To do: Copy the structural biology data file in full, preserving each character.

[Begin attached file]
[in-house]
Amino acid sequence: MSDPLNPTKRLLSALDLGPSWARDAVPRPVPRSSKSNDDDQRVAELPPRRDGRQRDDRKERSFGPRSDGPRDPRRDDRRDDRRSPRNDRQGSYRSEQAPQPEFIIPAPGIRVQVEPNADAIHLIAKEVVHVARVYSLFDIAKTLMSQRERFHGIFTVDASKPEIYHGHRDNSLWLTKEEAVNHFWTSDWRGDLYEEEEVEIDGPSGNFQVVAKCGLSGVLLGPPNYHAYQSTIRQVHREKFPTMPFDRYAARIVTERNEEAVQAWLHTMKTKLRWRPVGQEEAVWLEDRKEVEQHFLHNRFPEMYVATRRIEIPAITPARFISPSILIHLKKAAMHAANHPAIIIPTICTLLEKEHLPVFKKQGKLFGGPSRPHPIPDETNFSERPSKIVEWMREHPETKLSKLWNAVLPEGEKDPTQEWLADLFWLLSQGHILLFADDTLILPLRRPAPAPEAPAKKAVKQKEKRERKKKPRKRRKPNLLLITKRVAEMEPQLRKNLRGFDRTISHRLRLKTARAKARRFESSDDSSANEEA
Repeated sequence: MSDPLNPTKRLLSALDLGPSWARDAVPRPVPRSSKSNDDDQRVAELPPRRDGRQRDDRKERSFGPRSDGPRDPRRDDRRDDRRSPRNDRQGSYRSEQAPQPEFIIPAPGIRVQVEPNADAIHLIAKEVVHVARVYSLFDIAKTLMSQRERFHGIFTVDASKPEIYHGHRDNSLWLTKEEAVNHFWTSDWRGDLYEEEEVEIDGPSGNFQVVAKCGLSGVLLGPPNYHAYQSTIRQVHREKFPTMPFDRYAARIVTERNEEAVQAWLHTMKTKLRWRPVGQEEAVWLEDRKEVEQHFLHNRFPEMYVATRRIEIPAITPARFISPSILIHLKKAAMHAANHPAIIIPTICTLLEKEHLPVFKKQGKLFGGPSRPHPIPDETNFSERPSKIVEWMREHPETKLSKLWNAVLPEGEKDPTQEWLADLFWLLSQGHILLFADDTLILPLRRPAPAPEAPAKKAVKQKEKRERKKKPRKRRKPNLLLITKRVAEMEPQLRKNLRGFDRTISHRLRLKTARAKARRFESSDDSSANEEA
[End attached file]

[in-house]
Amino acid sequence: MSDPLNPTKRLLSALDLGPSWARDAVPRPVPRSSKSNDDDQRVAELPPRRDGRQRDDRKERSFGPRSDGPRDPRRDDRRDDRRSPRNDRQGSYRSEQAPQPEFIIPAPGIRVQVEPNADAIHLIAKEVVHVARVYSLFDIAKTLMSQRERFHGIFTVDASKPEIYHGHRDNSLWLTKEEAVNHFWTSDWRGDLYEEEEVEIDGPSGNFQVVAKCGLSGVLLGPPNYHAYQSTIRQVHREKFPTMPFDRYAARIVTERNEEAVQAWLHTMKTKLRWRPVGQEEAVWLEDRKEVEQHFLHNRFPEMYVATRRIEIPAITPARFISPSILIHLKKAAMHAANHPAIIIPTICTLLEKEHLPVFKKQGKLFGGPSRPHPIPDETNFSERPSKIVEWMREHPETKLSKLWNAVLPEGEKDPTQEWLADLFWLLSQGHILLFADDTLILPLRRPAPAPEAPAKKAVKQKEKRERKKKPRKRRKPNLLLITKRVAEMEPQLRKNLRGFDRTISHRLRLKTARAKARRFESSDDSSANEEA
Repeated sequence: MSDPLNPTKRLLSALDLGPSWARDAVPRPVPRSSKSNDDDQRVAELPPRRDGRQRDDRKERSFGPRSDGPRDPRRDDRRDDRRSPRNDRQGSYRSEQAPQPEFIIPAPGIRVQVEPNADAIHLIAKEVVHVARVYSLFDIAKTLMSQRERFHGIFTVDASKPEIYHGHRDNSLWLTKEEAVNHFWTSDWRGDLYEEEEVEIDGPSGNFQVVAKCGLSGVLLGPPNYHAYQSTIRQVHREKFPTMPFDRYAARIVTERNEEAVQAWLHTMKTKLRWRPVGQEEAVWLEDRKEVEQHFLHNRFPEMYVATRRIEIPAITPARFISPSILIHLKKAAMHAANHPAIIIPTICTLLEKEHLPVFKKQGKLFGGPSRPHPIPDETNFSERPSKIVEWMREHPETKLSKLWNAVLPEGEKDPTQEWLADLFWLLSQGHILLFADDTLILPLRRPAPAPEAPAKKAVKQKEKRERKKKPRKRRKPNLLLITKRVAEMEPQLRKNLRGFDRTISHRLRLKTARAKARRFESSDDSSANEEA